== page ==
In Najera, the court determined that the prosecutor had misstated the legal standard of provocation by arguing that the law required a reasonable person to have killed under the circumstances. (138 Cal.App.4th at p. 223.) The court explained, "An unlawful homicide is upon '"a sudden quarrel or heat of passion"' if the killer's reason was obscured by a '"provocation"' sufficient to cause an ordinary person of average disposition to act rashly and without deliberation. [Citation.] The focus is on the provocation--the surrounding circumstances--and whether it was sufficient to cause a reasonable person to act rashly." (Ibid.)

Even if some of the prosecutor's comments during opening statements in this case misstated the legal standard of provocation, the jury was subsequently instructed in pertinent part as follows: "A person acts in the heat of passion when he or she is provoked into doing a rash act under the influence of intense emotion that obscures his or her reasoning or judgment. The provocation must be sufficient to have caused a person of average disposition to act rashly and without due deliberation." The jury was also instructed that it must follow the law as explained by the court, and to the extent the attorneys' comments on the law conflict with the court's instruction, the jury must follow the court's instructions. During closing arguments, both the prosecutor and Gray's counsel reminded the jury that it must follow the law as explained by the court and not counsel. We presume the jury would follow the trial court's instructions, including the instruction to disregard those statements of the law given by attorneys that conflicted with the instructions. (People v. Sanchez, supra, 26 Cal.4th at p. 852.) On this record, defendants failed to establish they were prejudiced by counsels' failure to object to the prosecutor's alleged misstatement of the law of provocation during opening statements. Finally, we are satisfied that counsels' alleged errors, even when considered cumulatively, did not prejudice defendants.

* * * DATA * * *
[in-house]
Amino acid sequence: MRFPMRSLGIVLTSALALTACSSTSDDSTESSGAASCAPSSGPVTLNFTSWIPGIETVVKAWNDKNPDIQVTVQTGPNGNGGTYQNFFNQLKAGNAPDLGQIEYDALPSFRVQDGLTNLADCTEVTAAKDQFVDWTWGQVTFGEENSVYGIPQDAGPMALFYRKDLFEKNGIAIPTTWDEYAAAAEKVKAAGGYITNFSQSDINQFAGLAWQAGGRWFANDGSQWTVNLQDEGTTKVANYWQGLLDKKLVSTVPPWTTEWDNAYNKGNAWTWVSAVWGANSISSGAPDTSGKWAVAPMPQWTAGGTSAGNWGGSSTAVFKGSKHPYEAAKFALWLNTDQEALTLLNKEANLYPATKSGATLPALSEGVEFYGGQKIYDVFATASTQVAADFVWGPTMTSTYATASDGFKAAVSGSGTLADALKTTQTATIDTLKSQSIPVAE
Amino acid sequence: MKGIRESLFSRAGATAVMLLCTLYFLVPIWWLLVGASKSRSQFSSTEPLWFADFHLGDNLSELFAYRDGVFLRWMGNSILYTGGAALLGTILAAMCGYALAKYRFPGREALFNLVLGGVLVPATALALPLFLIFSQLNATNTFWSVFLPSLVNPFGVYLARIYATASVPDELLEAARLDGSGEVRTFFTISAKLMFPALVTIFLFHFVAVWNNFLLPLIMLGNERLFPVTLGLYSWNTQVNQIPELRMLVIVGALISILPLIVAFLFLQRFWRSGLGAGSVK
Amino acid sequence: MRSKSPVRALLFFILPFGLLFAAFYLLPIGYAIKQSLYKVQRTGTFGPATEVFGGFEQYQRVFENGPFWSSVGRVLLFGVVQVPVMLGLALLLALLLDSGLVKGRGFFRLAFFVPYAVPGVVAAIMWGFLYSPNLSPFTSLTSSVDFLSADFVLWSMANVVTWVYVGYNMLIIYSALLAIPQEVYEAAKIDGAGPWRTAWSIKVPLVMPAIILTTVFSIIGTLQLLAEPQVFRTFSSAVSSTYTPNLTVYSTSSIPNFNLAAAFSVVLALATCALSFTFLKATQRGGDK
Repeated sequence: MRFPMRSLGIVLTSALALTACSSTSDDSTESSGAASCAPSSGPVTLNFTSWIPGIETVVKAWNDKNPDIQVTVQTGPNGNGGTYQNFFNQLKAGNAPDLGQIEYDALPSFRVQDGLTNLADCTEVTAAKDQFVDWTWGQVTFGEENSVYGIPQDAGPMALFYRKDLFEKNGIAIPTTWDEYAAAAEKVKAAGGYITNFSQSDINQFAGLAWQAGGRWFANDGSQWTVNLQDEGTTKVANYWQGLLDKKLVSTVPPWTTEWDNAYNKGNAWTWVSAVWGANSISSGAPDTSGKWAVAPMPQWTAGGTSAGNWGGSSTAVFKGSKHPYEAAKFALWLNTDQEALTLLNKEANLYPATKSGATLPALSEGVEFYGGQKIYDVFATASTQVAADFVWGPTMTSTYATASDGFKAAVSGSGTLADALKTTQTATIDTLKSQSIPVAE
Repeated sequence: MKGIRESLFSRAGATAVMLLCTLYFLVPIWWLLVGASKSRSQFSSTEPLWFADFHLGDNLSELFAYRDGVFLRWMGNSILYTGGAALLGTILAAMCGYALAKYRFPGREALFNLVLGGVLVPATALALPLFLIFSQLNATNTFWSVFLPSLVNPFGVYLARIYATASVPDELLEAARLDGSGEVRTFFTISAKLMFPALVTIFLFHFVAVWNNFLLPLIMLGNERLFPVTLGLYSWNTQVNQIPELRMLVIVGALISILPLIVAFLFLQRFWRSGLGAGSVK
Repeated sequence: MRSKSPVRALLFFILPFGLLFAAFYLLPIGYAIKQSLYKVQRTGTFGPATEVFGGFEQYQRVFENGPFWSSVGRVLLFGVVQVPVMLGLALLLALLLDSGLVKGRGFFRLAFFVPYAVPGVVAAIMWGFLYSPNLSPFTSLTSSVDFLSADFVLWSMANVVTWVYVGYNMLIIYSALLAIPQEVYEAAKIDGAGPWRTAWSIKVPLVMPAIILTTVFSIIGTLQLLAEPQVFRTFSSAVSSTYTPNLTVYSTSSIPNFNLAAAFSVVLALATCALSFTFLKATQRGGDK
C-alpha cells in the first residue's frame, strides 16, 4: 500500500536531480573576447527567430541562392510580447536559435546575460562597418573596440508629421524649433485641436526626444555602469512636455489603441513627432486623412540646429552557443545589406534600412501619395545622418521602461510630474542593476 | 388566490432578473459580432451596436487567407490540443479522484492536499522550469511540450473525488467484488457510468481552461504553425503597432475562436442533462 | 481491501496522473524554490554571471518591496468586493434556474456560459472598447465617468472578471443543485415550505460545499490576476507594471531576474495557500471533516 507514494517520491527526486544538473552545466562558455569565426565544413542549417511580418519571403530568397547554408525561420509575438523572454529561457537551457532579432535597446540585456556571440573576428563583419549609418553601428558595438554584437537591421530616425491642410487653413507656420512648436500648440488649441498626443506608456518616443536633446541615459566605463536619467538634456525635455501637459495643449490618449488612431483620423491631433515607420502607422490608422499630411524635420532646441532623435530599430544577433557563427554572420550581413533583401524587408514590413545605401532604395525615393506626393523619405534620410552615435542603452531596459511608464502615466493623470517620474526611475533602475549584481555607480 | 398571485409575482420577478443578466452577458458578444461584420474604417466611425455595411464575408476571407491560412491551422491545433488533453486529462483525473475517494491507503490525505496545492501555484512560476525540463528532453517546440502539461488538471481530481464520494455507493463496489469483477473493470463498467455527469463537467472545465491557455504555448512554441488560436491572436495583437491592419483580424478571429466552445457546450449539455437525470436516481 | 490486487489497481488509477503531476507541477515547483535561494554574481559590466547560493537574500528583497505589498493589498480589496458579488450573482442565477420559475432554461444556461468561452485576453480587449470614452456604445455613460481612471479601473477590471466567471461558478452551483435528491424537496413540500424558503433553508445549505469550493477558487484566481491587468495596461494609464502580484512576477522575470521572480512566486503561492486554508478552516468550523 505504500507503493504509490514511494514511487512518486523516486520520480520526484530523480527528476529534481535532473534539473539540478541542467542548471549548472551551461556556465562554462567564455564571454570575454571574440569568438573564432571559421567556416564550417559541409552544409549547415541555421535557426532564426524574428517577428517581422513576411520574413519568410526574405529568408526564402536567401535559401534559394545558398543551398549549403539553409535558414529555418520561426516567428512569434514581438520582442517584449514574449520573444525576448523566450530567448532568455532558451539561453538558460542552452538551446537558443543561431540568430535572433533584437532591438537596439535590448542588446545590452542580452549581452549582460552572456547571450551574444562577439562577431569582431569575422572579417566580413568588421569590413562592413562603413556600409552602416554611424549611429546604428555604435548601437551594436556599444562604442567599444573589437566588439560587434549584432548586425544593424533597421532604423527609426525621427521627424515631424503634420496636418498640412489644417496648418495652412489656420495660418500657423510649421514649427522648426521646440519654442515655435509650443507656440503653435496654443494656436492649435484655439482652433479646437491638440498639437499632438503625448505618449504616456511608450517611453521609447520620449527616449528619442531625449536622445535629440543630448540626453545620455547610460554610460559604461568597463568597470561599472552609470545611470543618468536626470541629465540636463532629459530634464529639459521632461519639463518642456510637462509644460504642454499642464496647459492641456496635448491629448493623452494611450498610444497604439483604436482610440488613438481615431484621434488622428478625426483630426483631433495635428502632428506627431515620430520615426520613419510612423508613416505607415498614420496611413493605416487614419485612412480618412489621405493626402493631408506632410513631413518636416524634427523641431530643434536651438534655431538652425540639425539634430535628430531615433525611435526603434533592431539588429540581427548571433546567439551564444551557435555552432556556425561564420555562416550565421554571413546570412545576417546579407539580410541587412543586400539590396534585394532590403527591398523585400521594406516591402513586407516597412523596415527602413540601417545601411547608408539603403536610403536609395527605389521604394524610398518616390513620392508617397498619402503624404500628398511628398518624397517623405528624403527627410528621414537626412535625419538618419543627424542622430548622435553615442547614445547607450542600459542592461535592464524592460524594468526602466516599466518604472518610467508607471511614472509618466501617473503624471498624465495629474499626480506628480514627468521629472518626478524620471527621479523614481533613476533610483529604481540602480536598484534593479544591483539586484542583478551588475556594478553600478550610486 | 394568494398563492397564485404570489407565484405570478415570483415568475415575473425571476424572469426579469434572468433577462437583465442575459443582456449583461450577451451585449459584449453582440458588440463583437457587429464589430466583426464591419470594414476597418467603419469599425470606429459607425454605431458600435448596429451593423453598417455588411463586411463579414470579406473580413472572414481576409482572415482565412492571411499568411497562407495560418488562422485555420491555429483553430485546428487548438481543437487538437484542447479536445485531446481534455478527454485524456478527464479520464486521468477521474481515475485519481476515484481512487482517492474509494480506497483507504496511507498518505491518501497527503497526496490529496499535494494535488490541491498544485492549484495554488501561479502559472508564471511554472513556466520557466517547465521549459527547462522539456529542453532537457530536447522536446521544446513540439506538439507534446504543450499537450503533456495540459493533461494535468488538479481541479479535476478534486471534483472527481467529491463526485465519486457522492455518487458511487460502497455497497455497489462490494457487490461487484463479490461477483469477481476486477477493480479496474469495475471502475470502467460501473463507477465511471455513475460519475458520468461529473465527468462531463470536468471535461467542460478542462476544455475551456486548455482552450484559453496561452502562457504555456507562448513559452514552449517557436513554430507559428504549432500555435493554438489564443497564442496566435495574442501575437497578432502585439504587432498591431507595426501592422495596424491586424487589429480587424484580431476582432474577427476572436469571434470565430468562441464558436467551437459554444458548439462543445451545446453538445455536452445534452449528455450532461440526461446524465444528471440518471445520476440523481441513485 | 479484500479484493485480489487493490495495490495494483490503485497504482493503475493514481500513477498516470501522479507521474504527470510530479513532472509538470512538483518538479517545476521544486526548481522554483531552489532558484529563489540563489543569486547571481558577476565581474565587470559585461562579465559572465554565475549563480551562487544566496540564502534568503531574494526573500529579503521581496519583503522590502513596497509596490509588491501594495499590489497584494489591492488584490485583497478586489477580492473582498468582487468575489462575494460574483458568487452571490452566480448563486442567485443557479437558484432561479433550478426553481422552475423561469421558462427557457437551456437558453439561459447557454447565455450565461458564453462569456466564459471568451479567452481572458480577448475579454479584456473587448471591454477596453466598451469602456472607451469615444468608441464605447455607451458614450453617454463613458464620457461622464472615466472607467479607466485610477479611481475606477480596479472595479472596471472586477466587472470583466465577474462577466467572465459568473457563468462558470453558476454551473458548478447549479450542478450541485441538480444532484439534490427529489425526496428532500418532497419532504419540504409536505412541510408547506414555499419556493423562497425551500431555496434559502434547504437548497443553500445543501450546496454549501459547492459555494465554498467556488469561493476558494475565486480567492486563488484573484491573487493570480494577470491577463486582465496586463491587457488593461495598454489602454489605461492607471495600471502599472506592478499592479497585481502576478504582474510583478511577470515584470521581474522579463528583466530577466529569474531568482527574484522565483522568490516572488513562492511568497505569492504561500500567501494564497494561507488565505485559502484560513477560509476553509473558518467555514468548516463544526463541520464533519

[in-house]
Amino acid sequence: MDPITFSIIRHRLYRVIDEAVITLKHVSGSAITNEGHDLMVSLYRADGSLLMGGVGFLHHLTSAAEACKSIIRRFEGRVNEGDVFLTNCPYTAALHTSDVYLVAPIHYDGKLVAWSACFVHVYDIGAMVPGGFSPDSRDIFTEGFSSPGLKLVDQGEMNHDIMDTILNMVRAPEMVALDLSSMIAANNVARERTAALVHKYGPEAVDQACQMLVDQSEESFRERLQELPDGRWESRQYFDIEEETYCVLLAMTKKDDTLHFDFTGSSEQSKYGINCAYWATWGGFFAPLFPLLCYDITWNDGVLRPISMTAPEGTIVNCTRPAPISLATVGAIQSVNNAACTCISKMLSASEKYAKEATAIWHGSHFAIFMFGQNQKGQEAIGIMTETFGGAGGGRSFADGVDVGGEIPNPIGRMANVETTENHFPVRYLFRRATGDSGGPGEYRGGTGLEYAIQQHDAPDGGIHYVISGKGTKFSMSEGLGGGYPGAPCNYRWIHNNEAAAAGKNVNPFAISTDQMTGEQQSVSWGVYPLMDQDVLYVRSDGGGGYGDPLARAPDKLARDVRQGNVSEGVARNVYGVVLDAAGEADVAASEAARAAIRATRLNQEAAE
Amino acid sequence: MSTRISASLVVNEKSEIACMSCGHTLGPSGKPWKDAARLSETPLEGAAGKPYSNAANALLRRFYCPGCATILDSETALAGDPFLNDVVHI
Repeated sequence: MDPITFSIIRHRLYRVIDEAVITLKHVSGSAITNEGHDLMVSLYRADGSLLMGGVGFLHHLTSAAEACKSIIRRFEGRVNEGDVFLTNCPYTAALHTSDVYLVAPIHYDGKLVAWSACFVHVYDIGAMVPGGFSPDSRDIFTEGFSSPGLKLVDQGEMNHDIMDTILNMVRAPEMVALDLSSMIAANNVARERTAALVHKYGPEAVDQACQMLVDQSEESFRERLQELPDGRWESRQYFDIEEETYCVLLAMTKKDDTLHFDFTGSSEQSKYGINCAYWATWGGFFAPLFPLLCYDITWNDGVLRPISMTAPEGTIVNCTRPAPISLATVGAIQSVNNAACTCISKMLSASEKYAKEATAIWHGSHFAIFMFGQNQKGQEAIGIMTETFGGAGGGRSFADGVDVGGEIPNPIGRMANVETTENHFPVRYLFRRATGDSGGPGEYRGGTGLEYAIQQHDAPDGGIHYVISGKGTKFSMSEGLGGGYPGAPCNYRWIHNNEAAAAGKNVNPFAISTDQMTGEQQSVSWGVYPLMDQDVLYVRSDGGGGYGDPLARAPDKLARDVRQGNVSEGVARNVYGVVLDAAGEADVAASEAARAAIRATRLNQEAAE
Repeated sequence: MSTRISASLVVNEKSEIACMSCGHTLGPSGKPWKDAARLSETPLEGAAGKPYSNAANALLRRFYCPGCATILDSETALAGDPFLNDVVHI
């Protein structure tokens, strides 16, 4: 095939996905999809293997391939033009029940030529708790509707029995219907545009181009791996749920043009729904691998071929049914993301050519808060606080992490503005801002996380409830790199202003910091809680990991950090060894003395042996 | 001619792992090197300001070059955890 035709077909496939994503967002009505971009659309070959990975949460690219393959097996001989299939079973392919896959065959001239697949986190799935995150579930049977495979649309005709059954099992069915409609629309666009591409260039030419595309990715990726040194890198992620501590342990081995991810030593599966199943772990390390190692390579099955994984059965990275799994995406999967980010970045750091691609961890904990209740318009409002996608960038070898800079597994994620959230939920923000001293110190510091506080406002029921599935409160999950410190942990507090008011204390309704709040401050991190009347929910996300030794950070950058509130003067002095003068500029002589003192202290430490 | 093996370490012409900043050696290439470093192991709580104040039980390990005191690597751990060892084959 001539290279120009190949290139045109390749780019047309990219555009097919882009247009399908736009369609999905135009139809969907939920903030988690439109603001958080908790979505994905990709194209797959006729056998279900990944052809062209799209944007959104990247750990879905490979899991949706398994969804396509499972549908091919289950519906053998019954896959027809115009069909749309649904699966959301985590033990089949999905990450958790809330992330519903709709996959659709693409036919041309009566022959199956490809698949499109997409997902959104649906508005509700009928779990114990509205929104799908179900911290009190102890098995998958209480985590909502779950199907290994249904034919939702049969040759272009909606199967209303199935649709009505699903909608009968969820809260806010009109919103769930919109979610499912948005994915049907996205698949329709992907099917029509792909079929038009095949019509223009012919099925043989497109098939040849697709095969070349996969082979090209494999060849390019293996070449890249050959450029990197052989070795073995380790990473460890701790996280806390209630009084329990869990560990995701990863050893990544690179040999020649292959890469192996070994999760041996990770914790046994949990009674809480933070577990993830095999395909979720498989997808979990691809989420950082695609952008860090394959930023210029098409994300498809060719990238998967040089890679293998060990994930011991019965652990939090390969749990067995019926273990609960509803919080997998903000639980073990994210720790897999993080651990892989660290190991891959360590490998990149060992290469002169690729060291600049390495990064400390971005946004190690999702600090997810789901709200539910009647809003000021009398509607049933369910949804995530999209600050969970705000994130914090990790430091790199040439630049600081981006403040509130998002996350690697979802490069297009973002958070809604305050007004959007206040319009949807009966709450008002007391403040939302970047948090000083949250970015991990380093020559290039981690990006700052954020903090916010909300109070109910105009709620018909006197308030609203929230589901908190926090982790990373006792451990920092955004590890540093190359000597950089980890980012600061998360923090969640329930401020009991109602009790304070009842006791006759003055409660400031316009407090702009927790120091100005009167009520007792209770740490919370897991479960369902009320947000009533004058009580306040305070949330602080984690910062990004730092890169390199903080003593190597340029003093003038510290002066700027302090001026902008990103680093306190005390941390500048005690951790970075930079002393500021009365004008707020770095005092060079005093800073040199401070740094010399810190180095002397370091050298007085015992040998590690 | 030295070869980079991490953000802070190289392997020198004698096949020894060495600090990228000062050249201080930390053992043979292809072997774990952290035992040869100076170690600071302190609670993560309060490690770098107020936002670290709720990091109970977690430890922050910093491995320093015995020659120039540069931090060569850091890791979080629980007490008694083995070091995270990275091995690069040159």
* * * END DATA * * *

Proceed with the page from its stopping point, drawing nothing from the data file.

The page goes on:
DISPOSITION

The judgments are modified to stay the sentences on count 3, assault with force likely to cause great bodily injury. As so modified, the judgments are affirmed. The trial court is directed to amend the abstracts of judgment to (1) refer to the crime of assault with force likely to cause great bodily injury as count 3 (not count 4), (2) reflect that the section 12022.1 enhancement is imposed as to count 3 (not count 4) in Taylor's case, and (3) reflect that the terms imposed for count 3 (assault with force likely to cause great bodily injury) are stayed pursuant to section 654. The trial court is further directed to send a certified copy of the amended abstracts to the Department of Corrections and Rehabilitation.

We concur: RAYE , P. J. HOCH , J.